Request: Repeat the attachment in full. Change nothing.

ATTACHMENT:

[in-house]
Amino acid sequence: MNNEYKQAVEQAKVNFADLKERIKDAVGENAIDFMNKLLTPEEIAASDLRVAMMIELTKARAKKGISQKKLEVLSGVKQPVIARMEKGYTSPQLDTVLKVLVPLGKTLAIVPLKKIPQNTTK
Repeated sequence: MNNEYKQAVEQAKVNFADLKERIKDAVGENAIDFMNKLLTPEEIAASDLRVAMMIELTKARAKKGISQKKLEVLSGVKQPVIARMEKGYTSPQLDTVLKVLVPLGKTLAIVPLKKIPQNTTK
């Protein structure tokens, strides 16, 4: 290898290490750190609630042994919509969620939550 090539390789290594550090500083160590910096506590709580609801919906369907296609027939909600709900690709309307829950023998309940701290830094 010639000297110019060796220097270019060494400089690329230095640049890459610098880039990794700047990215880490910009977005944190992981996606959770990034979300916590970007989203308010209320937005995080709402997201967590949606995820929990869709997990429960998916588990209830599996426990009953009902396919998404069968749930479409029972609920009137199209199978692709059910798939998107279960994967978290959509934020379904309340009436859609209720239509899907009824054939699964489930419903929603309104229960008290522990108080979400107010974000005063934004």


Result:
[in-house]
Amino acid sequence: MNNEYKQAVEQAKVNFADLKERIKDAVGENAIDFMNKLLTPEEIAASDLRVAMMIELTKARAKKGISQKKLEVLSGVKQPVIARMEKGYTSPQLDTVLKVLVPLGKTLAIVPLKKIPQNTTK
Repeated sequence: MNNEYKQAVEQAKVNFADLKERIKDAVGENAIDFMNKLLTPEEIAASDLRVAMMIELTKARAKKGISQKKLEVLSGVKQPVIARMEKGYTSPQLDTVLKVLVPLGKTLAIVPLKKIPQNTTK
């Protein structure tokens, strides 16, 4: 290898290490750190609630042994919509969620939550 090539390789290594550090500083160590910096506590709580609801919906369907296609027939909600709900690709309307829950023998309940701290830094 010639000297110019060796220097270019060494400089690329230095640049890459610098880039990794700047990215880490910009977005944190992981996606959770990034979300916590970007989203308010209320937005995080709402997201967590949606995820929990869709997990429960998916588990209830599996426990009953009902396919998404069968749930479409029972609920009137199209199978692709059910798939998107279960994967978290959509934020379904309340009436859609209720239509899907009824054939699964489930419903929603309104229960008290522990108080979400107010974000005063934004």